THETA-1 TAU (Theta-1 Tauri). Right between Gamma Tauri (Hyadum I), within the Hyades Cluster at the point of the Taurus the Bull's head and Aldebaran (which is a foreground star), lies a seeming naked-eye binary, Theta Tauri (of no proper name), its two components separated by 337 seconds of arc (0.094 degree). The numerical suffixes on Theta-1 and Theta-2 have to do not with brightness, but with placement, Theta-1 to the west, following the usual convention. While fourth magnitude (3.84) Theta-1 is actually somewhat the lesser star (Theta-2 shining at third magnitude), it is special as one of the four evolved helium-fusing "K giants" of the Hyades, the others in brightness order being Epsilon Tau (Ain, with its planet, and actually classed G9.5), Gamma (Hyadum I), Delta-1 (Hyadum-II), and our star here, class K0 Theta-1. The star's measured distance of 154 light years (give or take 2) is right on the mark for the cluster's measured mean distance of 152 light years. Distance, a well-measured temperature of 4930 Kelvin (from which we can gauge the amount of infrared radiation), and a five percent allowance for light from a close companion (see below), yield a luminosity 66 times that of the Sun and a radius of 11.2 solar. Direct measure of angular size gives a satisfyingly close value of 11.7 times that of the Sun, showing the parameters to be close to correct. An equatorial rotation period of 3.9 kilometers per second give a rotation period of 144 days (0.39 years). If the rotational axis is tilted the same as the orbital axis of the companion (88 degrees to the line of sight), which seems likely, then that is also the true rotation period. Theory then gives us a mass of 2.5 times solar and an age of 640 million years, essentially the same as Theta-2 (670 million) and the Hyades in general (650 million), the agreement as it ought to be. Just a couple tenths of a second of arc away is a seventh magnitude companion, from its brightness probably an F8 dwarf with a temperature of around 6200 Kelvin, a luminosity of double that of the Sun, and a mass of 1.2 solar. Averaging 10.3 Astronomical Units from Theta-1 A, Theta-1 B takes 16.3 years to make a full orbit, a notable eccentricity taking it from 16 AU to 4.4 AU and back again.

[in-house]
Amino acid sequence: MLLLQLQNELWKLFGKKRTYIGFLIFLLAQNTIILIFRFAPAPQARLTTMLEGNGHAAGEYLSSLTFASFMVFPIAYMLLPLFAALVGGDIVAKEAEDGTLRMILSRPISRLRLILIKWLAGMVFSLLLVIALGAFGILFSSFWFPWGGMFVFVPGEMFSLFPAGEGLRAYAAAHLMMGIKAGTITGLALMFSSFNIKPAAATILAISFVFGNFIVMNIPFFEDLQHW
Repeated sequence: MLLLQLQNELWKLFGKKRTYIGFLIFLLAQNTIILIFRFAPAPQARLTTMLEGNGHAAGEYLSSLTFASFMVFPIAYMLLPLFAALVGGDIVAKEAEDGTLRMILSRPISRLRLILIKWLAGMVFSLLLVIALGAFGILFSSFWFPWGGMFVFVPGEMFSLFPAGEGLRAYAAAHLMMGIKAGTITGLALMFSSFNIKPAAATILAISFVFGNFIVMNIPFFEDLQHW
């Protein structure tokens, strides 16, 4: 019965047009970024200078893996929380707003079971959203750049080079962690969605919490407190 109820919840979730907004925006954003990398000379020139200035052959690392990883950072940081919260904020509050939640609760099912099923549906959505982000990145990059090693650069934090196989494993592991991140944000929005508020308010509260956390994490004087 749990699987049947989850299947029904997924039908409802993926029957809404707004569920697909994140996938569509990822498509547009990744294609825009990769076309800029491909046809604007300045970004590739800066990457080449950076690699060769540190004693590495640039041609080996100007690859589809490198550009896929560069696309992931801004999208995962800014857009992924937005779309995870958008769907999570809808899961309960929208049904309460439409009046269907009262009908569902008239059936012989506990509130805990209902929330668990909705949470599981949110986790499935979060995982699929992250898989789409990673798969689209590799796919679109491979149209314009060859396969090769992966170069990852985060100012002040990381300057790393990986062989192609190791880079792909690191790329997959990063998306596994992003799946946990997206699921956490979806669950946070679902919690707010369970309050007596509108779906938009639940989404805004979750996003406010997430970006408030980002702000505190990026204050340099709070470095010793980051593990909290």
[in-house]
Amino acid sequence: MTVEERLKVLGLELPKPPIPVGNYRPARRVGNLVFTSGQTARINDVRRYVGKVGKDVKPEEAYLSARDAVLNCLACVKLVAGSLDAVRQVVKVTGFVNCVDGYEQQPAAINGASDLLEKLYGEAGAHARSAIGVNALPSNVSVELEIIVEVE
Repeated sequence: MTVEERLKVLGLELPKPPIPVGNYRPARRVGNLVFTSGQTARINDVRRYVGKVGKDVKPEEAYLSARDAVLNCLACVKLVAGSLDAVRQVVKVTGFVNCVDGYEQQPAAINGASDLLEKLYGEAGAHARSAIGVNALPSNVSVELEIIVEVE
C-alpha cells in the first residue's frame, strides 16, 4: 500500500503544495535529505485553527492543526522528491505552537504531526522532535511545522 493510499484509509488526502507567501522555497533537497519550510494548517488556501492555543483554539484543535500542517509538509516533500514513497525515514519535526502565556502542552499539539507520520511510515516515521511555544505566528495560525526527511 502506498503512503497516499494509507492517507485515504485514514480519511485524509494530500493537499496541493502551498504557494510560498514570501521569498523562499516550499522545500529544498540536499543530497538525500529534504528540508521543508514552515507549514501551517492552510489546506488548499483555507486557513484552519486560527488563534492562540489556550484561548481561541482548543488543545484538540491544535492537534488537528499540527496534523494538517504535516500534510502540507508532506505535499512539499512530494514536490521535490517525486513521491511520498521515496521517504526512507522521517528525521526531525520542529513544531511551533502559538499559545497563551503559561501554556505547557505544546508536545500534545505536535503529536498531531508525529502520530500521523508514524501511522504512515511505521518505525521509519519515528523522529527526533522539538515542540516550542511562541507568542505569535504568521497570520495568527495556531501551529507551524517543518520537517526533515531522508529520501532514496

Theta-1 Tau The companion to Theta-1 Tauri orbits its brighter mate (at the cross) every 16.3 years at a mean distance between 9.9 and 10.3 Astronomical Units. A severe eccentricity takes the two from as close as 4 AU to as far as 16. The orbital plane is nearly in the line of sight (the axis inclined by 88 degrees), which results in severe distortion of the actual ellipse and a large displacement of the actual major axis (dashed line). In reality, each orbits the other around a common center of mass. The scale on the axes is in tenths of a second of arc. Compare with Theta-2 Tauri's orbit. From the Sixth Catalog of Orbits of Visual Binary Stars , W. I. Hartkopf and B. D. Mason, US Naval Observatory Double Star Catalog, 2006.
Kepler's Laws give a total mass of 4.1 solar, more than the 3.7 solar derived from evolution and structure theory. If however, we reduce the mean separation to just 9.9 AU, not that much different, we can force agreement. Given the measured distances, Theta-1 and Theta-2 are nearly four light years apart, which would very much make it a non-double. However, given the errors of measurement, they could be at the same distance, making their minimum separation 16,000 AU, which given their masses would (assuming gravitational bonding) imply an orbital period of more than 700,000 years. Even then, however, gravitational perturbations from other cluster members would over time make such real duplicity unlikely at best. (Thanks to Paolo Colona, who suggested this star.)
Written by Jim Kaler 1/22/10. Return to STARS.